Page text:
The word closing is defined in the dictionary as: “The end or conclusion.” This literal meaning doesn’t however allude to the immediate inference of a negative outcome. When people say they’ve ‘closed a door’ on something, that means that something good has come to an end or they’re putting behind them some traumatic incident – neither is an appealing prospect. Hearing a ‘closing argument’ means that this much-longed for World Peace is still out of reach as crimes are still being committed. The sounding of the ‘closing time’ bell at the pub means the end of a good night out! And of course, in the theatre world, a ‘closing notice’ being posted signals “the end or conclusion” of a show.
Shows closing are an inevitability in this business; to keep it fresh and healthily progressive instead of stagnating in a pool of stale repetitiveness, there has to be a turnover of productions – “Out with the old and in with the new” is an apt phrase which springs to mind here. While theatregoers must accept this if they truly have a love for this art-form, it can still stick like a knife when the news of a show’s closure breaks. I have to wonder though: what particular knife cuts the deepest? When a show opens in the West End, you never know how long it will be around for, with some shows not even lasting the year while others can still be going a quarter of a century later. Everything in life has a beginning and an end, but is that ending more tragic if it comes sooner or later?
There have been a number of shows within the past couple of years which have caused something of a commotion when they closed earlier than was perhaps expected. The early closure of the original Stiles and Drewe musical Betty Blue Eyes shocked many, as did that of other seemingly popular shows such as Lend Me A Tenor, Crazy For You, for example. Most recently Ghost The Musical, one of 2011′s biggest shows to hit the West End, announced that it would be closing in October after just fourteen months. The general consensus among theatregoers was that the closure of these shows has come before their time, and in these particular cases, I have to agree. Betty Blue Eyes was the type of original British musical theatre that should be encouraged and Lend Me A Tenor was undiluted farcical fun – exactly the kind of entertainment we need in London’s Theatreland, while Crazy For You was a wonderful homage to the classic golden age of the Hollywood musical. I saw Ghost The Musical earlier this year and thought it was a wonderful piece of theatre; tear-jerking proof that film-adapted musicals can be a success in and of themselves. Its forthcoming departure from the West End is a surprising occurence for me, given its early popularity.
I think for me personally though, the biggest travesty was the early closure of Andrew Lloyd Webber’s Phantom sequel, Love Never Dies. The show divided audiences and certainly had a few problems (mostly with some of its plot points, which were rectified in the Australian production, might I add), but I adored it. It was a stunningly visual piece of theatre with a beautiful, rich score and an emotional depth that’s hard to find these days, and for all its denouncers, it had many more die-hard fans who supported it with regular weekly visits. I still stand by the belief that there were and are shows playing which didn’t match up to Love Never Dies and that it deserved to be given more of a chance. Alas, this wasn’t to be though, and I think the Love Never Dies-shaped hole is still sorely felt by an expansive number of theatregoers.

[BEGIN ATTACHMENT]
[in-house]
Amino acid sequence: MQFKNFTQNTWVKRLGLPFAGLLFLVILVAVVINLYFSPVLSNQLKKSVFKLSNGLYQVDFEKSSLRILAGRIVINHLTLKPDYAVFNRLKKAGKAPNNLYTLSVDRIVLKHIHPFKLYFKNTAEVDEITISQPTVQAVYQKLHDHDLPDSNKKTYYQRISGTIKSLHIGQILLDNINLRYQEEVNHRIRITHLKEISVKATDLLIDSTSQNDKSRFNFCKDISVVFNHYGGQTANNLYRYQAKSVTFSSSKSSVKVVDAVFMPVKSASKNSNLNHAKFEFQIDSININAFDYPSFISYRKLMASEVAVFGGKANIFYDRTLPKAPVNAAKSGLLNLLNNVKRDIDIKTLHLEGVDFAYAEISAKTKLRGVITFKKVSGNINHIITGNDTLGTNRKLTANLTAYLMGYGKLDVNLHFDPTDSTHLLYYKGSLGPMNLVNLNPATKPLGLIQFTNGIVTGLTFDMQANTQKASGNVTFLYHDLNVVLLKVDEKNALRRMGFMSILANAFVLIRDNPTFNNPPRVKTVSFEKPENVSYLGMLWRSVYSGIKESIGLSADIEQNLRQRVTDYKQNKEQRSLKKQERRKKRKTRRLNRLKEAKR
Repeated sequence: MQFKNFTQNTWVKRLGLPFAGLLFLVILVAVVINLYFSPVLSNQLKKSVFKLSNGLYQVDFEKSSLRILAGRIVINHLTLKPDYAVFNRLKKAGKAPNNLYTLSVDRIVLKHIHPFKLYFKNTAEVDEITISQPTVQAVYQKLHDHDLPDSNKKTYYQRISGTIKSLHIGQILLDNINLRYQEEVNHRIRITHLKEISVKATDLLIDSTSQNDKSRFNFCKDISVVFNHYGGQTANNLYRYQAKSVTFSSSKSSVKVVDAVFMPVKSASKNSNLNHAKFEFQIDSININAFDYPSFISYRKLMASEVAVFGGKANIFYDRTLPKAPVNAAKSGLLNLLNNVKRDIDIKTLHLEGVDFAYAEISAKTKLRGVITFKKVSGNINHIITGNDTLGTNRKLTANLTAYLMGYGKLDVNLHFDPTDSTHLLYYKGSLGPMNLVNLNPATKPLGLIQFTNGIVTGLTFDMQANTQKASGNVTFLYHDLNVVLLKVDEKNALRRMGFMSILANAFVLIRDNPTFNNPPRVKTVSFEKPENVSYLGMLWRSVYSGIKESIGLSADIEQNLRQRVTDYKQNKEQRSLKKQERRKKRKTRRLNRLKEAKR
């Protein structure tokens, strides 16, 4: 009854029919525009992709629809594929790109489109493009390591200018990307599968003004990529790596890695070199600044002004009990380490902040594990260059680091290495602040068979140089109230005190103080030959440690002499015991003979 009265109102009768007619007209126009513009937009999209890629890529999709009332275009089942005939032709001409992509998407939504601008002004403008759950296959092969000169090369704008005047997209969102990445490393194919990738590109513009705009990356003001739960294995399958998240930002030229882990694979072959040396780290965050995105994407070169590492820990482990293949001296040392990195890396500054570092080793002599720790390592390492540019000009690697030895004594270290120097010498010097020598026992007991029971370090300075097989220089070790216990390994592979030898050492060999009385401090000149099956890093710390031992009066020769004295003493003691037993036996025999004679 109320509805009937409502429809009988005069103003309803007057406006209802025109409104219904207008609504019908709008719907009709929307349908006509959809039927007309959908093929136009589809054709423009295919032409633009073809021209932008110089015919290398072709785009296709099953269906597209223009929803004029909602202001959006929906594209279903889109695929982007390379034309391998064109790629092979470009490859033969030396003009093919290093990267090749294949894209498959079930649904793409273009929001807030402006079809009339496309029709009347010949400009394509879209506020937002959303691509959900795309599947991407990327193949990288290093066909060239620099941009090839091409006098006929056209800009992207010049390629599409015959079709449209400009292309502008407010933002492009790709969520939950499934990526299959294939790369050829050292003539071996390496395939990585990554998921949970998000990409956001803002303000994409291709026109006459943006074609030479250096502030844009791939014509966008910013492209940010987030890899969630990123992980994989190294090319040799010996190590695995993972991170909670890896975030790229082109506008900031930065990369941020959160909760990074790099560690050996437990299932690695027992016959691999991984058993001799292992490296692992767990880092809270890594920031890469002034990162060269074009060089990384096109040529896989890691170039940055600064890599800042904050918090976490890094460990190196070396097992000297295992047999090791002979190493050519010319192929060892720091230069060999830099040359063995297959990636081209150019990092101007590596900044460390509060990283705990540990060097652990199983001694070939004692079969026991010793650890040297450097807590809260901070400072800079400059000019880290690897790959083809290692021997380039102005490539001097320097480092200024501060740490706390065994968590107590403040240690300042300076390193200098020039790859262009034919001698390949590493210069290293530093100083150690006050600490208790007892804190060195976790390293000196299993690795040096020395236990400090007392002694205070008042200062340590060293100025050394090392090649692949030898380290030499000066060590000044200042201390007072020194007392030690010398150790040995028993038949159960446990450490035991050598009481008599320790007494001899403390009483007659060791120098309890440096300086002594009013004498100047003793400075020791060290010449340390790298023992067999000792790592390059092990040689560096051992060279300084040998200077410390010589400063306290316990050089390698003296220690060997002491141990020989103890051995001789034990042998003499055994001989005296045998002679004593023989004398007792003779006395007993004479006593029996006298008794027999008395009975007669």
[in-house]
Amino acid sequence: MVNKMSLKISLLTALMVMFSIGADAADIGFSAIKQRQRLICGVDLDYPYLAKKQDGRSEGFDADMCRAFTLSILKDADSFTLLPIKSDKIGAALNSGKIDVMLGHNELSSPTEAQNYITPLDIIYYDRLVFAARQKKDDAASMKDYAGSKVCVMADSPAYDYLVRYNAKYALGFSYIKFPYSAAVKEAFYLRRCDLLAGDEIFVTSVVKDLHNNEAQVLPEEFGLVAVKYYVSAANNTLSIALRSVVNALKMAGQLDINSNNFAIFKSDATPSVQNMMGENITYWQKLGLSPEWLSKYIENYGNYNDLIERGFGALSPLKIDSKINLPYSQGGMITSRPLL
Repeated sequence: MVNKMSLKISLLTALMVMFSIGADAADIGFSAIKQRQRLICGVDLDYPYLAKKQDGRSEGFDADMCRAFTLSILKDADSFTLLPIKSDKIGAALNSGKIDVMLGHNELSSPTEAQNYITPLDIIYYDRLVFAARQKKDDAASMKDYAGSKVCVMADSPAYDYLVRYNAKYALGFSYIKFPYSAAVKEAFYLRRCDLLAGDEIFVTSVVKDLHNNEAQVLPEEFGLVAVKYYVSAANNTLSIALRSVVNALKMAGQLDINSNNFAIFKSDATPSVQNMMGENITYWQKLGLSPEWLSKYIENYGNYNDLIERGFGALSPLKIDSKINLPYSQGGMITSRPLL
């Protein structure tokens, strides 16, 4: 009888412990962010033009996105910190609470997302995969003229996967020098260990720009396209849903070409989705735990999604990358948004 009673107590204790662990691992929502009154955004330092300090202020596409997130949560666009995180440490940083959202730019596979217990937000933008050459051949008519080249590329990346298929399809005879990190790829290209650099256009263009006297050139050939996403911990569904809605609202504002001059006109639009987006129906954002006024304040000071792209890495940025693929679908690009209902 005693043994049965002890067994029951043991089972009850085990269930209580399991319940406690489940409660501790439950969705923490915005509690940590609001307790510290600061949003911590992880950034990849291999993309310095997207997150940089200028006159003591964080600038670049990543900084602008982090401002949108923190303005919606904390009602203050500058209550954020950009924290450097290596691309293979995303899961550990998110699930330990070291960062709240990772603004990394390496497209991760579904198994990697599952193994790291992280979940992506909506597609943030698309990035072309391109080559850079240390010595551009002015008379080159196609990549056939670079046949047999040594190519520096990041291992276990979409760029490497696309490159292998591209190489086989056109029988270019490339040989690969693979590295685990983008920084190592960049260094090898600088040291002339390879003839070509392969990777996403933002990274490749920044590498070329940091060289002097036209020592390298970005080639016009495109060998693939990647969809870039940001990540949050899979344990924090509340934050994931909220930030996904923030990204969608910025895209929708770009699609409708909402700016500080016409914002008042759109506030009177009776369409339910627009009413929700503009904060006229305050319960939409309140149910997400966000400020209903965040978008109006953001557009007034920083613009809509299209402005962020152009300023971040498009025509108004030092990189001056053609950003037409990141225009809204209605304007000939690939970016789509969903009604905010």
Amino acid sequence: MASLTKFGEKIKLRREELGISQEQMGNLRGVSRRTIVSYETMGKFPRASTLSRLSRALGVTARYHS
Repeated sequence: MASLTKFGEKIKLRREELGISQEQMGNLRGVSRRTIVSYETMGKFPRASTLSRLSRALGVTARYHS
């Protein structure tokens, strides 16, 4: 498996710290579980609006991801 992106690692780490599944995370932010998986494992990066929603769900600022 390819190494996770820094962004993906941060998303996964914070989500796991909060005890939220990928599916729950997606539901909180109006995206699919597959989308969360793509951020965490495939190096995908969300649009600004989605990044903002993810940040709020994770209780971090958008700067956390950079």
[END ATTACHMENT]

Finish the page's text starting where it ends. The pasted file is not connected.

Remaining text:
On the opposite end of the spectrum though, there are those shows which have seemingly been around forever and exist inside this bubble of longevity, assumed safe from that cold, steel blade. When that blade does then fall, it can illicit quite the reactionary horrified gasp from the theatregoers. Only recently there was the shock announcement that Chicago is set to close this autumn after fifteen years in the West End, and just this week, the rumours of Blood Brother’s closure were officially confirmed. After nearly twenty-four years, the third longest-running show in the West End will be saying its final goodbye on 27th October 2012. Both shows were considered staples of the West End, perpetual favourites of the London theatregoer and still popular choices in the tourist scene. When a show has lasted this long it obviously works, so when the decision is made to close, it can seem an incomprehensible one. After all: “If it ain’t broke, don’t fix it.” The West End without Chicago and Blood Brothers just doesn’t seem right, but more so than the ‘fledgling’ shows, they buy into that earlier premise of the vital need for a cyclical theatre scene. Their longevity is a testament to their creative brilliance, but it is also a wall that keeps out the next wave of shows. Still, while room does need to be made for the new, there are some shows that just seem untouchable; can you imagine a West End without Les Miserables or The Phantom of the Opera? The realisation that they are not untouchable can be an eye-opening slap in the face.
The closure of any show is a sad occurrence at the end of the day. As to which loss is felt the most, the fledgling bird or the seasoned veteran…well, they both bite deep in different ways so who knows? Why not share your thoughts on the matter though and perhaps the answer to this muddied question will appear a little clearer…
By Julie Robinson (@missjulie25)
Tuesday 7th August 2012